A recent article by Karen R. Stern, titled "A treatment Study of Children With Attention Deficit Hyperactivity Disorder," published by the Office of Juvenile Justice and Delinquency Prevention (OJJDP) summarized the results of a study conducted by the National Institute of Mental Health (NIMH). The purpose of the study was to assess the effectiveness of different treatment protocols for children with Attention Deficit Hyperactivity Disorder (ADHD). According to Ms. Stern, the study is the first and the largest clinical trial conducted by the NIMH focusing on a childhood mental disorder. The study results indicate treatment with medication alone or in conjunction with an intensive behavioral treatment program were more effective in reducing the symptoms of ADHD than either behavioral treatment alone or routine community care.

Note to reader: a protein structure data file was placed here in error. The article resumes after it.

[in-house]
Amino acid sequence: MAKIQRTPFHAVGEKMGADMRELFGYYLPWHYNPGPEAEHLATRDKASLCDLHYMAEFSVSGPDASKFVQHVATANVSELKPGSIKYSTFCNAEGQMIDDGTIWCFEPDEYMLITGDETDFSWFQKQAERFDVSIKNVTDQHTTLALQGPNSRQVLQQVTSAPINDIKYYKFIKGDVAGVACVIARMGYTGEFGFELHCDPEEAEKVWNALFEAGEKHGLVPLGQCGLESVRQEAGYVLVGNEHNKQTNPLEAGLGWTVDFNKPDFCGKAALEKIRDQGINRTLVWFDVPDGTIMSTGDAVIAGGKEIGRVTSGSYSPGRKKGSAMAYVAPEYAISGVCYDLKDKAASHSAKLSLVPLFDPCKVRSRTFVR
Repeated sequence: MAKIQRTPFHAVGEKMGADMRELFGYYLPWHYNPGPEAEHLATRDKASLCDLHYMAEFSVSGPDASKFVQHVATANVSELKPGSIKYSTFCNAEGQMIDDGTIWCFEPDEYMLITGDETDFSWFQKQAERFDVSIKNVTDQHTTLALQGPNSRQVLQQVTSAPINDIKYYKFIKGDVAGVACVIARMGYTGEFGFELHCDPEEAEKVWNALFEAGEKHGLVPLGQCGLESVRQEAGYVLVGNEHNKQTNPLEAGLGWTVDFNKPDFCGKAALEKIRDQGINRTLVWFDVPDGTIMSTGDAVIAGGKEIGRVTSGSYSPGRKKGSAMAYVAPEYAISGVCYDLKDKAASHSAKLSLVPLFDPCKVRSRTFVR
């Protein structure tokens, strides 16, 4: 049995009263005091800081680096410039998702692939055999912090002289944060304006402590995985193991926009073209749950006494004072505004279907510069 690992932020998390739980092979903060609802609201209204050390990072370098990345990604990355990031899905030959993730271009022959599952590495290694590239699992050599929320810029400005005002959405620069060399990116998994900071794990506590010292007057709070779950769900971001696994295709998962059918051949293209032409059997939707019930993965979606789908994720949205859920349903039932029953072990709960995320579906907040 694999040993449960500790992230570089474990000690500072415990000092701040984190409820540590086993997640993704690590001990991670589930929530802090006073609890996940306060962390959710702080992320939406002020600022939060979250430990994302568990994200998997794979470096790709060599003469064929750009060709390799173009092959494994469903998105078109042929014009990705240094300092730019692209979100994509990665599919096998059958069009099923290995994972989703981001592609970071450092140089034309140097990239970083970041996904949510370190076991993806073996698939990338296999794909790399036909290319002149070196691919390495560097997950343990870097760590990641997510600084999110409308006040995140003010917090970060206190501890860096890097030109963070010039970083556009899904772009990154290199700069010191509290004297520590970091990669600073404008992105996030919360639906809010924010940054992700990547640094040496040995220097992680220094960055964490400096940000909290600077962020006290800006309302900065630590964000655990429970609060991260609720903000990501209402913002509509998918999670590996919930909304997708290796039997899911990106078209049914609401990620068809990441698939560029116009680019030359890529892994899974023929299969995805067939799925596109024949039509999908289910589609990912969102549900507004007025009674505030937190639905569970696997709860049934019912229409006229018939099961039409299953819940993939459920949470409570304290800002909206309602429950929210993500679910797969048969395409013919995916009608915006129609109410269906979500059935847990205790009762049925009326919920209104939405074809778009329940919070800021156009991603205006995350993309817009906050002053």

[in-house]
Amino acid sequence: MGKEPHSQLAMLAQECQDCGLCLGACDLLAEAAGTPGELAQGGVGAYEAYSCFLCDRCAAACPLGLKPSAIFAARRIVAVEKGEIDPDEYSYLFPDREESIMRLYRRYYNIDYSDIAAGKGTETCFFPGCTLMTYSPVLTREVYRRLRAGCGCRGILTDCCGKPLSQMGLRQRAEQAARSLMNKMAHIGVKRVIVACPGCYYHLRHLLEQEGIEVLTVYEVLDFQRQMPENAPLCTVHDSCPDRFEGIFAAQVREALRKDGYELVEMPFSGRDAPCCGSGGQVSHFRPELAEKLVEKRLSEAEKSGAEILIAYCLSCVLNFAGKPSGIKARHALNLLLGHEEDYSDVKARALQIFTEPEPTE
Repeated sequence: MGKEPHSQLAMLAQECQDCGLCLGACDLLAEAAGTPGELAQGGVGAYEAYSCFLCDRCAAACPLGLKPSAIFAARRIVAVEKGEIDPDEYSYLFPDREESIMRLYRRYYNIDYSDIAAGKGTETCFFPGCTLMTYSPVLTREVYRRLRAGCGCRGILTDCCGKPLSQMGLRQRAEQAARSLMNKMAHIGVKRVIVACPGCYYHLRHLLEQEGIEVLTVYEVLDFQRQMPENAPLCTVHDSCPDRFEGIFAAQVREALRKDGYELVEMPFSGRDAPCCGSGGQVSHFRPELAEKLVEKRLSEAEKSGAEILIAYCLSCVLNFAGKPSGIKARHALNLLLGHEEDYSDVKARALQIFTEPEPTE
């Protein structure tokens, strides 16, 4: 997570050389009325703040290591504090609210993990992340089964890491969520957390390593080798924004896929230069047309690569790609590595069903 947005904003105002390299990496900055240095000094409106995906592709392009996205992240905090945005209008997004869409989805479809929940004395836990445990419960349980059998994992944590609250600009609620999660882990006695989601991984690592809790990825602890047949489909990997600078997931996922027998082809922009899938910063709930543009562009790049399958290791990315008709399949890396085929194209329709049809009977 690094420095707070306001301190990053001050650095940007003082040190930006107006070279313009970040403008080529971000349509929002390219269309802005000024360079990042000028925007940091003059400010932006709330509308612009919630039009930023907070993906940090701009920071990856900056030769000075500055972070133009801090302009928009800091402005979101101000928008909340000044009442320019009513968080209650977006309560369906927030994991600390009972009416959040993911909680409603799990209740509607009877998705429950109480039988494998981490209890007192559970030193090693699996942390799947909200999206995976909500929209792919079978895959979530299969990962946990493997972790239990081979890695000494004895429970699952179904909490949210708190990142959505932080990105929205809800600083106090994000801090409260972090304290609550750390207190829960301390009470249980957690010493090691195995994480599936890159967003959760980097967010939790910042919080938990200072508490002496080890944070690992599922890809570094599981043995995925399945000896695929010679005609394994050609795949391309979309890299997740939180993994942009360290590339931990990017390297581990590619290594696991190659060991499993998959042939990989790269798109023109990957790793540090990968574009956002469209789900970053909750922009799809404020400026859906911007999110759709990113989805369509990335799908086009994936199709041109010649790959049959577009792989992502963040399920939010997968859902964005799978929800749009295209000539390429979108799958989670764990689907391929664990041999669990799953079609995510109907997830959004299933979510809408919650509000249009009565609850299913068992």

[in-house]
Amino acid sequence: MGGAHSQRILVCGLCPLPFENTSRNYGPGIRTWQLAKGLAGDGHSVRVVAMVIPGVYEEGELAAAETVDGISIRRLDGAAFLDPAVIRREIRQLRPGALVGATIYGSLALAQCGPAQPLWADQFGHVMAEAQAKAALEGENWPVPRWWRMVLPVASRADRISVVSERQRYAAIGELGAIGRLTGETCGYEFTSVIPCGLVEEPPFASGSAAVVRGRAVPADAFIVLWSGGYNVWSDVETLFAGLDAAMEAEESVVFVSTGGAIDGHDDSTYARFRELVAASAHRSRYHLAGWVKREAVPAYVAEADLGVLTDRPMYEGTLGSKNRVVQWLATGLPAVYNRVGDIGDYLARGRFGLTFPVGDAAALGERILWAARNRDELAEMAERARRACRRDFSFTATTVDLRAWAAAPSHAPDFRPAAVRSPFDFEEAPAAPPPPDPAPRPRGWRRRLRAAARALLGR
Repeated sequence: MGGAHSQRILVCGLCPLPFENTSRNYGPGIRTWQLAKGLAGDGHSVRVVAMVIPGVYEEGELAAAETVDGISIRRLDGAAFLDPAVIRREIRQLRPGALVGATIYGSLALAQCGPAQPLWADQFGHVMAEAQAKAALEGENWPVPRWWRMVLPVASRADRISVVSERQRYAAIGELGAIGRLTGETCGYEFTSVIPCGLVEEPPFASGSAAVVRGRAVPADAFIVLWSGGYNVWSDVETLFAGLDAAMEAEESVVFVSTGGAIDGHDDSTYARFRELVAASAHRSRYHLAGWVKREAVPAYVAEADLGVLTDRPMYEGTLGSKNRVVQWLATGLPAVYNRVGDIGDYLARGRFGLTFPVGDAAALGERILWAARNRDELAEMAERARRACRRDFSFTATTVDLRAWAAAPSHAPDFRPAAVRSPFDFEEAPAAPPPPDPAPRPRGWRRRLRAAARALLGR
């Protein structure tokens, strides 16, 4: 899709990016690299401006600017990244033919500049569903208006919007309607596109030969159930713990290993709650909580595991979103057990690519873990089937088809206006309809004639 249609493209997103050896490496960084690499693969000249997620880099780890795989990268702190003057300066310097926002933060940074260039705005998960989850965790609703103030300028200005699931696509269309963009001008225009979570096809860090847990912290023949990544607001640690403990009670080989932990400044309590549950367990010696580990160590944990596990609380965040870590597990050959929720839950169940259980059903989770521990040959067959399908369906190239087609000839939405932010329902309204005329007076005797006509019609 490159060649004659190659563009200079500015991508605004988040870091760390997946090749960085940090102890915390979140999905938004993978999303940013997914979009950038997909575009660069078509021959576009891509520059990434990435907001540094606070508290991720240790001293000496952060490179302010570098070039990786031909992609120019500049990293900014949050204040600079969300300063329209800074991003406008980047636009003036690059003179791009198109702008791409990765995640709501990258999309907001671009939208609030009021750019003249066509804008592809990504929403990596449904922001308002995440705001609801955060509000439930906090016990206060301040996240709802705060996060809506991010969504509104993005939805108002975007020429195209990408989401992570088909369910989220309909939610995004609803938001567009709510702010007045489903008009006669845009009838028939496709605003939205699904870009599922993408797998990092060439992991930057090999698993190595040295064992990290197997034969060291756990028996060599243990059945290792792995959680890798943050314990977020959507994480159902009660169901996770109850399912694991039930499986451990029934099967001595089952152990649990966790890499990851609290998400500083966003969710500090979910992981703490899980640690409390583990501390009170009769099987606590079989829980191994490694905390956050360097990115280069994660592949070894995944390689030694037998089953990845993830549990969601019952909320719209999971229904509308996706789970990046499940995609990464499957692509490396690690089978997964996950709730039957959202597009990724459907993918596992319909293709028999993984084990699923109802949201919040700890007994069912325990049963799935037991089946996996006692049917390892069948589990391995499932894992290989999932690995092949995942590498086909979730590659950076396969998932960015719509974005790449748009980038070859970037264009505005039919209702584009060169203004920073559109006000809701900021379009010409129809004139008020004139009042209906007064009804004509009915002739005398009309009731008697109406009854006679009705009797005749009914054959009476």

According to Ms Stern, ADHD is the most commonly diagnosed childhood disorder affecting an estimated 3 to 5 percent of school age children.
According to some studies ADHD is 5 times more likely to occur more often in boys than girls. ADHD is also considered to be genetic, since it is more frequently diagnosed in children with close relatives with ADHA.
ADHD's fundamental symptoms include inattention, hyperactivity, and impulsivity. Children with ADHD are easily distracted and have difficulty focusing on a task or often become bored after only a few minutes. Children with ADHD sometimes begin many tasks at the same time, but often fail to complete any of them. However, hyperactive children always seem to be doing something and "seem to be constantly in motion." Children with ADHD cannot sit still; they may wander about the room, squirm in their seat or repeatedly tap a pencil or whatever else may be available. They tend to act without thinking, unable to control their own thoughts and feelings, and will sometimes speak without even...